4. Cover crop above ground biomass production and C and N content will be determined to evaluate the quantity and quality of C (and N) inputs to the soil. Cotton and peanut crops will be harvested to evaluate the effects of management practices on yield.
  • Conduct economic analysis of the proposed production systems to evaluate factors limiting adoption of soil health promoting practices in organic and conventional farming.
    1. Partial budget analysis will be used to evaluate the costs and returns of alternative farming methods in organic cotton and peanuts.
    2. Returns above operating and ownership expenses will be calculated for alternative organic prices, and comparisons will be made with conventional cotton and peanut systems.
    3. Input and feedback from producers and members of the organic industry will be essential for validating the accuracy of the economic analysis.
  • Compile and disseminate information to growers, researchers, county agents, natural resource managers, and regional public officials on the production potential, financial viability, and ecological impacts of evaluated cropping systems.
    1. Stakeholder participation will be key in this project to facilitate dissemination of the results to organic and conventional farmers and other interested groups.
    2. An active network of University research and Extension personnel and stakeholder organizations is already in place which will enable more rapid dissemination of results.
    3. Information about the impacts of this project will be presented to local organic and conventional cotton and peanut producers, county extension agents, consultants, chemical industry personnel, policy makers and other interested clientele during the annual field day tours that will be held at Lubbock, Vernon, and on-farm locations.


Click linked name(s) to expand/collapse or show everyone's info
  • Clay Lewis - Producer (Researcher)
  • Jeremy Brown - Producer (Educator and Researcher)
  • Barry Evans - Producer (Educator and Researcher)
  • David Warren - Producer (Researcher)


Materials and methods:

Objective 1:

We will evaluate the impact of organic and conventional production on ecological services by sampling on-farm. The farmers involved in the research aspect of this project represent both organic and conventional production in three counties of the High Plains of Texas: Terry, Dawson, and Swisher County. Soil samples were collected from organic and conventional fields located in Dawson County in 2019; however, fields in Terry and Swisher Counties were not sampled in 2019 due to delayed project funding and farmers not allowing us to enter fields after crop establishment. Terry and Swisher County fields have been identified and will be sampled in 2020 prior to crop planting. Soil parameters to be determined include: soil organic C, total N, nitrate, ammonium, phosphorus, water-extractable C, and living microbial biomass using PLFA analysis. Infiltration rates will also be measured using double ring infiltrometers. Management practices adopted at farms will be recorded.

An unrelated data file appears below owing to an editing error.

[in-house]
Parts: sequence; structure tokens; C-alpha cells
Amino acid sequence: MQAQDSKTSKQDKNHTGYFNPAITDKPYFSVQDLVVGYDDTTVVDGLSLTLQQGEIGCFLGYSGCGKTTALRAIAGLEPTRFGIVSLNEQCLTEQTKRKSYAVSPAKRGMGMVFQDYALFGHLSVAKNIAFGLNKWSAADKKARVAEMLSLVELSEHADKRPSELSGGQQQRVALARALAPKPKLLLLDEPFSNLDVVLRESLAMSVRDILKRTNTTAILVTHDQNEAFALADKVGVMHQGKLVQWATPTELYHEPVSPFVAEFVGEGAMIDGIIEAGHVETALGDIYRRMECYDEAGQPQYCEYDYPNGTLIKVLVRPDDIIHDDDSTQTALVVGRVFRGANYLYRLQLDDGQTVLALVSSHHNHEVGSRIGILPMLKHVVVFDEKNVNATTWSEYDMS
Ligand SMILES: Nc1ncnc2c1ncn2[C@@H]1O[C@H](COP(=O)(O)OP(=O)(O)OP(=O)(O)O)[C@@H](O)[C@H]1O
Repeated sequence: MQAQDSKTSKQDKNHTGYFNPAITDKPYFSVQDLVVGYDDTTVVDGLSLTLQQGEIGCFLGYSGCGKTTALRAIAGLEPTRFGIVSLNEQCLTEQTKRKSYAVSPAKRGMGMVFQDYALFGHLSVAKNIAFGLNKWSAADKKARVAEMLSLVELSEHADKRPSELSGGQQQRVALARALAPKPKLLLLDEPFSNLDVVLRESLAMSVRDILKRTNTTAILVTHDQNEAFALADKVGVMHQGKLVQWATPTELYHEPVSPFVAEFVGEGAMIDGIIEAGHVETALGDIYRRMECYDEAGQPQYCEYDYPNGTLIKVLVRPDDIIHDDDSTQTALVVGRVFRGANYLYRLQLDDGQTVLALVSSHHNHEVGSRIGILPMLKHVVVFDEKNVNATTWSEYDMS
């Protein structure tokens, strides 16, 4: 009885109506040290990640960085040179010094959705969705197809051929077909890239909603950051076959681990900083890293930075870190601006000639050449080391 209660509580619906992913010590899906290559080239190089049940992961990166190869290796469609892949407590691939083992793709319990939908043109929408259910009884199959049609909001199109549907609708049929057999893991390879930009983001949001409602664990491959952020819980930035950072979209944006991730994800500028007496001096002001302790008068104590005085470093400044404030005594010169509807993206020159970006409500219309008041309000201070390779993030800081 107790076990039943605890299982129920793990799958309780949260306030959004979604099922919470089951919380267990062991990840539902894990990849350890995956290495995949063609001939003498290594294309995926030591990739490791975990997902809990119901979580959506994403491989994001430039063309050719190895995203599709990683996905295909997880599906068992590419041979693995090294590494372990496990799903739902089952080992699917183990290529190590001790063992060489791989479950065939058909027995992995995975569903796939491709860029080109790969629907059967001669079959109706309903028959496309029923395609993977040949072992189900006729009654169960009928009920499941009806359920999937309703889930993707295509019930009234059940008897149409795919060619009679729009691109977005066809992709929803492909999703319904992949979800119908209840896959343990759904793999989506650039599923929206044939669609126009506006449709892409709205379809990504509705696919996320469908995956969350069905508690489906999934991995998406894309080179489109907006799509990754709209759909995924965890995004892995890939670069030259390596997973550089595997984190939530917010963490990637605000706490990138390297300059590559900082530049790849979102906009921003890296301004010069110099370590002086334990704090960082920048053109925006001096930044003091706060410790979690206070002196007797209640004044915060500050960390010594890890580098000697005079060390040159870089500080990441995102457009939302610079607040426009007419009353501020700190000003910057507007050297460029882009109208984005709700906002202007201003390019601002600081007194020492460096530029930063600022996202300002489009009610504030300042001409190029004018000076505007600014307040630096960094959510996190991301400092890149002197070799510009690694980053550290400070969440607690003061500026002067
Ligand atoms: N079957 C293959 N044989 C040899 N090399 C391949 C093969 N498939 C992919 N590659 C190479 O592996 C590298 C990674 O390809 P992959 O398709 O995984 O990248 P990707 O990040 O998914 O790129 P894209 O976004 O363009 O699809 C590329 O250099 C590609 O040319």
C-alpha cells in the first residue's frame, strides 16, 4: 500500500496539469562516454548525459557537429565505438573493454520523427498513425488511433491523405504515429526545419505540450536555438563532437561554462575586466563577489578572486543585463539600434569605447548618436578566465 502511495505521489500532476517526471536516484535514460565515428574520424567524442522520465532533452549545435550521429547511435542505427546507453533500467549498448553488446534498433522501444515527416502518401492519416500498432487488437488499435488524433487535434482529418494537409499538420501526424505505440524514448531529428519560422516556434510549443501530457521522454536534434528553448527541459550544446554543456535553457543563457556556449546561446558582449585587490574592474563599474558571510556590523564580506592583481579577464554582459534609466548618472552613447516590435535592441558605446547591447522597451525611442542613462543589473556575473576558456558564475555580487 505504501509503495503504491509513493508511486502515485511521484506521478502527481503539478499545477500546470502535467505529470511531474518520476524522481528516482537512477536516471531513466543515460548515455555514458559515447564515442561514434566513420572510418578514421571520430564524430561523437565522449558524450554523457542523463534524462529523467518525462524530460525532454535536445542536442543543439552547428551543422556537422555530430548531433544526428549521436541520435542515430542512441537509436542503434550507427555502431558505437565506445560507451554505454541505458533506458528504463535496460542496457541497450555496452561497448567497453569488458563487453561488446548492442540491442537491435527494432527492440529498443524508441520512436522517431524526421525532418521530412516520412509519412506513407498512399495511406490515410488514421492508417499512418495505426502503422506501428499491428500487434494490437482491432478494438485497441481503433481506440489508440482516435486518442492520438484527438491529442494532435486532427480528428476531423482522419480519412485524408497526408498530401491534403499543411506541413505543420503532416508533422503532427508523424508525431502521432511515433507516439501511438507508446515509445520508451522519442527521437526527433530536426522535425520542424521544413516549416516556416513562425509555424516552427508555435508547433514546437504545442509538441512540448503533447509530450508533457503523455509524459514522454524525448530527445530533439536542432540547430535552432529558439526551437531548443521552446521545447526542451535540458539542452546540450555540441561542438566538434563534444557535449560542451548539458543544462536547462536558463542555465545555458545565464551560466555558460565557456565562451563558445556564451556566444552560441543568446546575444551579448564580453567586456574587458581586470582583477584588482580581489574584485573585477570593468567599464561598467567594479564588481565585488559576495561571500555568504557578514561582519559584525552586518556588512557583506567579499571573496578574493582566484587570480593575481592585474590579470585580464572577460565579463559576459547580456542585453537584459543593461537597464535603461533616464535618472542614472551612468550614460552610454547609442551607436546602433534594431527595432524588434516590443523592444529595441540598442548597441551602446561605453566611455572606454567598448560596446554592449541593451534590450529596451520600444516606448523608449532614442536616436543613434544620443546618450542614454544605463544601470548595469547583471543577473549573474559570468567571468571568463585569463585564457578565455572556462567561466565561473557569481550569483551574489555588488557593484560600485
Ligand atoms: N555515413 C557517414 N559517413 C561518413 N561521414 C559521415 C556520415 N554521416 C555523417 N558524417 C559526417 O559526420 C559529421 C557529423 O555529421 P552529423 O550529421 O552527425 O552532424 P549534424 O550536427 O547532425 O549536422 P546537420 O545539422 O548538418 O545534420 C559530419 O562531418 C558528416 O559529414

Objective 2:

Replicated research trials were established in 2019 at the Texas A&M AgriLife Research and Extension Centers in Lubbock (Acuff loam) and Vernon (Miles sandy loam). Based upon meetings with organic and conventional cooperating farmers as well as farmers not involved with project, cover crop termination, cover crop seeding rates, soil moisture use, and weed control were identified as key concerns. Experimental factors being evaluated include: 1) cropping system (organic vs. non-organic); 2) cover crop type (rye vs. radish vs. mix); and, 3) cover crop seeding rate (15, 30, and 90 lb/ac). The experimental factors that were established in 2019 are outlined below.

The experimental design will consist of two cropping systems:

1)  Organic cotton/peanut rotation; 

2)  Conventional* cotton/peanut rotation.

*Conventional defined as reduced tillage, non-organic systems.

Organic system treatments will include cover crops of:

  • Rye seeded* at 15 lb ac-1 and terminated in late winter (common farmer practice, control);
  • Rye seeded at 30 lb ac-1 and terminated mid-spring;
  • Rye seeded at 90 lb ac-1 and terminated mid-spring;
  • Radish seeded at 10 lb ac-1 and terminated mid-spring;
  • Radish seeded at 30 lb ac-1 and terminated mid-spring;
  • Rye/vetch mix seeded at 25/5 lb ac-1 and terminated mid-spring;
  • Rye/vetch mix seeded at 75/15 lb ac-1 and terminated mid-spring;
  • Rye/vetch/radish mix seeded at 25/3/2 lb ac-1 and terminated mid-spring;
  • Rye/vetch/radish mix seeded at 75/9/6 lb ac-1 and terminated mid-spring;

*Cover crops were broadcast seeded in late summer (2019) before cotton harvest and will be drilled following peanut harvest (2020). Cover will be mechanically terminated prior to planting peanuts.

Conventional system treatments will include:

  • Reduced tillage systems with no cover crop (no-till cotton, reduced till peanut);
  • Reduced tillage system with rye drilled after harvest at 30 lb/ac;
  • Reduced tillage system with radish drilled after harvest at 10 lb/ac;
  • Reduced tillage system with rye/vetch drilled after harvest at 25/5 lb/ac; and,
  • Reduced tillage system with rye/vetch/radish drilled after harvest at 25/3/2 lb/ac.